Note that no-one else will be able to see your files: localhost is a special domain that you can only see from your computer — and once you stop the development server (by pressing Control–C) you’ll not be able to see the files in your browser until you start it again.

You might notice a new file has turned up in your project: index.yaml. App Engine creates this file when you run the development server, and it’s for internal App Engine use only. If you delete it there are no ill effects, but it will reappear when you next run the development server. If you’re using version control (e.g. Subversion) there’s no need to keep a copy in your repository.

So you’ve tested your project and you’ve seen it working on your own machine; now all you need to do is upload your project and the world will be able to see your files too.

Uploading your project

If you don’t have a Google account, create one and then sign in to App Engine. Tell Google about your new project by clicking on the ‘Create an Application’ button. Enter your application id, give the application a name, and agree to the terms and conditions. That’s it. All we need do now is upload the files.

Open your Mac OS X Terminal, Windows Command Prompt, or Linux shell window again, move to the project folder, and type (again, the space and the dot at the end are important):

appcfg.py update .

Enter your email address and password when prompted, and let App Engine do it’s thing. It’ll take no more than a few seconds, but in that time App Engine will have done the equivalent of logging in to an FTP server and copying files across. It’s fairly understated, but you now have your own project up and running. You can see mine at http://24ways2008.appspot.com/, and everyone can see yours at http://your-application-id.appspot.com/. Your files are being served up over Google’s content delivery network, at no cost to you!

Benefits of using Google App Engine

The benefits of App Engine as a CDN are obvious: your own server doesn’t suck up the bandwidth, while your visitors will appreciate a faster site. But there are also less obvious benefits.

First, once you’ve set up your site, updating it is an absolute breeze. Each time you update a file (or a batch of files) you need only run appcfg.py to see the changes appear on your site. To paraphrase Joel Spolsky, a good web site must be able to be updated in a single step. Many designers and developers can’t make that claim, but with App Engine, you can.

App Engine also allows multiple people to work on one application. If you want a friend to be able to upload files to your site you can let him do so without giving him usernames and passwords — all he needs is his own Google account. App Engine also gives you a log of all actions taken by collaborators, so you can see who’s made updates, and when.

Another bonus is the simple version control App Engine offers. Do you remember the file named app.yaml you created a while back? The second line looked like this:

version: 1

If you change the version number to 2 (or 3, or 4, etc), App Engine will keep a copy of the last version you uploaded. If anything goes wrong with your latest version, you can tell App Engine to revert back to that last saved version. It’s no proper version control system, but it could get you out of a sticky situation.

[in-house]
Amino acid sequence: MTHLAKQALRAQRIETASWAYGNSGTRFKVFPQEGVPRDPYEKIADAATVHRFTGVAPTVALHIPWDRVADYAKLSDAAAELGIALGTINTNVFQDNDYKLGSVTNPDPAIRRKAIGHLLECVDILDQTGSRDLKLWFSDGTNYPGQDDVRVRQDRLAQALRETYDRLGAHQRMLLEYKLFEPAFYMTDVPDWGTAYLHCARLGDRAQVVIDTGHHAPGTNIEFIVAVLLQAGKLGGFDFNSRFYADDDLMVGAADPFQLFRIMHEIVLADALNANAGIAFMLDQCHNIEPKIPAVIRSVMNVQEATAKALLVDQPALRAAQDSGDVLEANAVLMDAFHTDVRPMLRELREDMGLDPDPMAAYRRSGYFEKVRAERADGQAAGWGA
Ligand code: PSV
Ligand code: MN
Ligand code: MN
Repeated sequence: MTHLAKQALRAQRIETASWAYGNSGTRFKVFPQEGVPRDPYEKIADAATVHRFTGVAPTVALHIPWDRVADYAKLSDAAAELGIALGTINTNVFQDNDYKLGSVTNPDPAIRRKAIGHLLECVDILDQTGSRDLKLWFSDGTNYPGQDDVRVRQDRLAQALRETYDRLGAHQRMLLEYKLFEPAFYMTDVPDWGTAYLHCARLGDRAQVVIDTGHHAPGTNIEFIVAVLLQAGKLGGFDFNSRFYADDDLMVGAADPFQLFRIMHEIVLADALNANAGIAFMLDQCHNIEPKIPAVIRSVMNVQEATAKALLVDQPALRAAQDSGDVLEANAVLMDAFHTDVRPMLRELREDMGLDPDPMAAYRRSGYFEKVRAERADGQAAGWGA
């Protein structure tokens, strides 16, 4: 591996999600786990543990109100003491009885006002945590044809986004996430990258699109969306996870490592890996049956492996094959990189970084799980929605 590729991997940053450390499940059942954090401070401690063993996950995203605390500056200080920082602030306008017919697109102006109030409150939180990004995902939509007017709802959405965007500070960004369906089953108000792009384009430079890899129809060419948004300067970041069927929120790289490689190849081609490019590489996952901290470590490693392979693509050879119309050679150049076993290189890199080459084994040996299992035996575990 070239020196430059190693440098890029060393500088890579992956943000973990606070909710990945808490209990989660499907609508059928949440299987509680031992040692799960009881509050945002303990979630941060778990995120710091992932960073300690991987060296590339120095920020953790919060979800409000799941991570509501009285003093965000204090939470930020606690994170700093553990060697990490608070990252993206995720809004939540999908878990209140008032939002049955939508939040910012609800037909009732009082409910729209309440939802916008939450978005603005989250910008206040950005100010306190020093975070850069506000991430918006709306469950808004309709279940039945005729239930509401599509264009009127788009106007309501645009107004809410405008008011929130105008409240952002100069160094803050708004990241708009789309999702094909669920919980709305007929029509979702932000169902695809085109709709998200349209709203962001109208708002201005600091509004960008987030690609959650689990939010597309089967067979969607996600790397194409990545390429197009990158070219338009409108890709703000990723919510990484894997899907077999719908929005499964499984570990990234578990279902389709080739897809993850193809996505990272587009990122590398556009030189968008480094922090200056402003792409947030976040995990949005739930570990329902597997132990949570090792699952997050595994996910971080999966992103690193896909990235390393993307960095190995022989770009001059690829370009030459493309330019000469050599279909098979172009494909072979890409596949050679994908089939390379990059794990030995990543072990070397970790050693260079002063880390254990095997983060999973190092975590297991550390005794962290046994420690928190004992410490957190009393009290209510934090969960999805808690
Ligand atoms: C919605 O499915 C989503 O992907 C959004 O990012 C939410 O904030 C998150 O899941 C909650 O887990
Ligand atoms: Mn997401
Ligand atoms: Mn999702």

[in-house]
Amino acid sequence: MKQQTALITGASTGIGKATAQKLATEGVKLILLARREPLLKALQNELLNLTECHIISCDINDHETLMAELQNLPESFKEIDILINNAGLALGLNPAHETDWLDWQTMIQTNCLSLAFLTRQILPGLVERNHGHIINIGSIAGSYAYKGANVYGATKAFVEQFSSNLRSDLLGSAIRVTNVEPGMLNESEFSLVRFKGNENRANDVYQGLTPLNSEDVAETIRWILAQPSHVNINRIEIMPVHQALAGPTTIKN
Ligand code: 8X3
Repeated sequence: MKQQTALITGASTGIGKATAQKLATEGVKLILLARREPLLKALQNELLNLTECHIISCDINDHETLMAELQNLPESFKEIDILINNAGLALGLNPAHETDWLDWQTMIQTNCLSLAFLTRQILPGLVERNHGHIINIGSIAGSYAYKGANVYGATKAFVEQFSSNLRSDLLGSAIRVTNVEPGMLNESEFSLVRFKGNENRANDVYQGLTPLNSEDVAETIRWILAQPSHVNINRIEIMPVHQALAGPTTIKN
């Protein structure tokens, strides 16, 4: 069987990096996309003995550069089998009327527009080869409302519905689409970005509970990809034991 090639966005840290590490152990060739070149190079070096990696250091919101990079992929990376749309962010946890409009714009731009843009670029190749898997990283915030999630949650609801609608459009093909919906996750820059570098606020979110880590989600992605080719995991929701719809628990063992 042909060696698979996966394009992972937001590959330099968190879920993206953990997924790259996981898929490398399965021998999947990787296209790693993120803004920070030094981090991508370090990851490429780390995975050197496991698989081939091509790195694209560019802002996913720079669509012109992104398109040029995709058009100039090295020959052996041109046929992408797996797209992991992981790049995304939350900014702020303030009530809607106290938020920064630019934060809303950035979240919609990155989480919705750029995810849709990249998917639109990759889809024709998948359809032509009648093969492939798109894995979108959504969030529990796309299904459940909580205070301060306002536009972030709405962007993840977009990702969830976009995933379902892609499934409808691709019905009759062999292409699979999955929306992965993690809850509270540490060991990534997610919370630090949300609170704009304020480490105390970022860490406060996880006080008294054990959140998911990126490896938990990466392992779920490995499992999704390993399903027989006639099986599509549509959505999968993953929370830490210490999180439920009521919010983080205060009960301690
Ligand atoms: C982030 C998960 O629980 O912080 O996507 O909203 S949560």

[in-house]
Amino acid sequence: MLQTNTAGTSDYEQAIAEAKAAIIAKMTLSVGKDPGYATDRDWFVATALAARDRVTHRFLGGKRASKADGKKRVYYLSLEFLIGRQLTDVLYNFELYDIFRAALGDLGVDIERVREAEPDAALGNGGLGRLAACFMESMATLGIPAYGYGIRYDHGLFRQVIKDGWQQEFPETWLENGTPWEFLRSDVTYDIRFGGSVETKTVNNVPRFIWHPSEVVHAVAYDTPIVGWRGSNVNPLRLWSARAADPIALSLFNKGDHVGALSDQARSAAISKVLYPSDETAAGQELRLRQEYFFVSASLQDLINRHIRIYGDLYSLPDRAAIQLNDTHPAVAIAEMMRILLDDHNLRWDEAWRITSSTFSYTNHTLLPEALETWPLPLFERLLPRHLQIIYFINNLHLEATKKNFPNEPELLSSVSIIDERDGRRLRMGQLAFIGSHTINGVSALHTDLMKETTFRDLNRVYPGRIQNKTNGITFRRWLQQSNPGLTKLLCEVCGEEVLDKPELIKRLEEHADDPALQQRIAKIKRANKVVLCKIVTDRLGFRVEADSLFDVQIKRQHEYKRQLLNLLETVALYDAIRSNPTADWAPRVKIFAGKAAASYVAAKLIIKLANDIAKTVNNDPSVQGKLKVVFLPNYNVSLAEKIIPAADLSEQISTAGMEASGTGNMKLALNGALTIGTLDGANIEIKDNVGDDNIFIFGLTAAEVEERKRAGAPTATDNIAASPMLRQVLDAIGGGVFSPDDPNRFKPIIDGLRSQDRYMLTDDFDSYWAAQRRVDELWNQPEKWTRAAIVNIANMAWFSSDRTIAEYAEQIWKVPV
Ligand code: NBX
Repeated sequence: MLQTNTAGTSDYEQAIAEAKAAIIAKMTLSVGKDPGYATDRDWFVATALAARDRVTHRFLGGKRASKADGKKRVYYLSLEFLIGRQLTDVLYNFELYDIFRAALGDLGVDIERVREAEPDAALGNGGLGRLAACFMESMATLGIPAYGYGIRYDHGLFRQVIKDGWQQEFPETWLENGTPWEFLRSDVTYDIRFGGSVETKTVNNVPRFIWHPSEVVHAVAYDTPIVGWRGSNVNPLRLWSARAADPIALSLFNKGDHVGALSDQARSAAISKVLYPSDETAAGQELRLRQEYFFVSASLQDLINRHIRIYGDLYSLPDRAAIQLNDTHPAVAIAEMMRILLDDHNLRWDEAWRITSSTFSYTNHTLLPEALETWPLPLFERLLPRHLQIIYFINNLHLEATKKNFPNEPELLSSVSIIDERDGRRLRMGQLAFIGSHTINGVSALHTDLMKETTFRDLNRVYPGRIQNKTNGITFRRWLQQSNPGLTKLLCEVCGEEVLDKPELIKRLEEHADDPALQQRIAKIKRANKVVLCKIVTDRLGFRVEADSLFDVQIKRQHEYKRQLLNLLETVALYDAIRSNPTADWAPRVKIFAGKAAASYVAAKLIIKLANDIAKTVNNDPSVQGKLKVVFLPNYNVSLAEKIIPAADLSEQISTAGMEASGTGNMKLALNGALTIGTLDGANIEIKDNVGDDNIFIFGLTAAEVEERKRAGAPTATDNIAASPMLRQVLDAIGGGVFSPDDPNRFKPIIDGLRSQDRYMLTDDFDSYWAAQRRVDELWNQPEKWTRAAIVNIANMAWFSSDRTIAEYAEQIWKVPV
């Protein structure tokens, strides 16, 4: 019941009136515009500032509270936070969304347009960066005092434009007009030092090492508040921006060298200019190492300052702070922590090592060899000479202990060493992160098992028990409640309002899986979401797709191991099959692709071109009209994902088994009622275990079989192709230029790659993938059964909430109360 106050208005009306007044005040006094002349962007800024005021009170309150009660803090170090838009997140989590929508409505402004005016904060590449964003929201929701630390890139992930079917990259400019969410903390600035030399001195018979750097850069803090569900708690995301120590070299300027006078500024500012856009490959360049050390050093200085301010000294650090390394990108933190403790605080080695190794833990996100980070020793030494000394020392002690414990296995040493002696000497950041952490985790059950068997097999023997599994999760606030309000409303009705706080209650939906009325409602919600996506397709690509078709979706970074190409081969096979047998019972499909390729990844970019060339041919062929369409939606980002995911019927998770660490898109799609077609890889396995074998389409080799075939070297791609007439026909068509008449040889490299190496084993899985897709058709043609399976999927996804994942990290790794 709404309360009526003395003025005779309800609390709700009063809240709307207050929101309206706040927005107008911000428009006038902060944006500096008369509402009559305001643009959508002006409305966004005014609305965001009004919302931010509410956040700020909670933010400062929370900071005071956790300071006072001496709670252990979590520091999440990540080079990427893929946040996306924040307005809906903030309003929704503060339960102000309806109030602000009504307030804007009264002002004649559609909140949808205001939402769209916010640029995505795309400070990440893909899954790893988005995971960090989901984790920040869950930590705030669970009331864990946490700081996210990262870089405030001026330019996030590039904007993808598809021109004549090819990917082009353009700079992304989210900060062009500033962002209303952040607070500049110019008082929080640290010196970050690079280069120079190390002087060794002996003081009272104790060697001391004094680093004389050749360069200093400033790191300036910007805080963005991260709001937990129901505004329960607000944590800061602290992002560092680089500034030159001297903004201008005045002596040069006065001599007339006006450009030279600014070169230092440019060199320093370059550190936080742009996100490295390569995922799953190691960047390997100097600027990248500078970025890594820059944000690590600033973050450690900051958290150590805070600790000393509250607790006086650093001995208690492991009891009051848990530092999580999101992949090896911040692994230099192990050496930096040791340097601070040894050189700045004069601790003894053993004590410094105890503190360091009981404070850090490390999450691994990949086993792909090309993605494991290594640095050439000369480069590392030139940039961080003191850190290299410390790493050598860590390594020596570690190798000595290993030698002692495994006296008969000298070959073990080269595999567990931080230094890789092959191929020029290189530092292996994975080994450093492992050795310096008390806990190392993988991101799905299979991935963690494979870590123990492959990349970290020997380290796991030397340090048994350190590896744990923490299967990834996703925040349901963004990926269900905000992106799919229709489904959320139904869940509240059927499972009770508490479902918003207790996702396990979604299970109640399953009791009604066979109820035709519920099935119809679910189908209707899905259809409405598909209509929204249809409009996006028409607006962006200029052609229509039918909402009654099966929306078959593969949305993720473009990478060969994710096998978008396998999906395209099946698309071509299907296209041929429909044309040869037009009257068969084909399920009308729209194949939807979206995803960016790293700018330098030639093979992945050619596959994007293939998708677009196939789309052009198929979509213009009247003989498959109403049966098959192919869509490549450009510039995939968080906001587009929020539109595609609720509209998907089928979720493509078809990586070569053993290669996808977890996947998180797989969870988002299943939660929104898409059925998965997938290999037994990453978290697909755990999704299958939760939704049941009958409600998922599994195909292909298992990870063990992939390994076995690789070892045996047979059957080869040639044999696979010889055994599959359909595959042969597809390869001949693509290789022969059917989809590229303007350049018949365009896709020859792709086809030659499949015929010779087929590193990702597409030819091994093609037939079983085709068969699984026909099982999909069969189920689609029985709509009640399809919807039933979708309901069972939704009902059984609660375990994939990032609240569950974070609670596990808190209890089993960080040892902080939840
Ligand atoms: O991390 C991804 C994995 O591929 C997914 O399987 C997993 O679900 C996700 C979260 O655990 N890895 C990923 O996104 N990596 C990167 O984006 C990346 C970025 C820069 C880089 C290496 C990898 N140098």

One last thing to note: if you’re not happy using your-application-id.appspot.com as your domain, App Engine will quite happily use any domain you own.

The weak points of Google App Engine

In the right circumstances, App Engine can be a real boon. I run my own site using the method I’ve discussed above, and I’m very happy with it. But App Engine does have its disadvantages, most notably those discussed by Aral Balkan in his post ‘Why Google App Engine is broken and what Google must do to fix it‘.

Aral found the biggest problems while using App Engine as a web application platform; I wouldn’t recommend using it as such either (at least for now) but for our purposes as a CDN for static files, it’s much more worthy. Still, App Engine has two shortcomings you should be aware of.

The first is that you can’t host a file larger than one megabyte. If you want to use App Engine to host that 4.3MB download for your latest-and-greatest desktop software, you’re out of luck. The only solution is to stick to smaller files.

The second problem is the quota system. Google’s own documentation says you’re allowed 650,000 requests a day and 10,000 megabytes of bandwidth in and out (20,000 megabytes in total), which should be plenty for most sites. But people have seen sites shut down temporarily for breaching quotas — in some cases after inexplicable jumps in Google’s server CPU usage. Aral, who’s seen it happen to his own sites, seemed genuinely frustrated by this, and if you measure your hits in the hundreds of thousands and don’t want to worry about uptime, App Engine isn’t for you.

That said, for most of us, App Engine offers a fantastic resource: the ability to host files on Google’s own content delivery network, at no charge.

Conclusion

If you’ve come this far, you’ve seen how to create a Google App Engine project and host your own files on Google’s CDN. You’ve seen the great advantages App Engine offers — an excellent content delivery network, the ability to update your site with a single command, multiple authors, simple version control, and the use of your own domain — and you’ve come across some of its weaknesses — most importantly the limit on file sizes and the quota system. All that’s left to do is upload those applications — but not before you’ve finished your Christmas shopping.

About the author

Matt Riggott is a web programmer and informatician living in Edinburgh, Scotland. When in geek mode he enjoys using Python and Django to help people do interesting things on the web. He volunteers as a technical advisor for the Sandbag Campaign and is available for freelance work.


When trying to fit in with normal people he enjoys taking photos, travelling, and following politics avidly.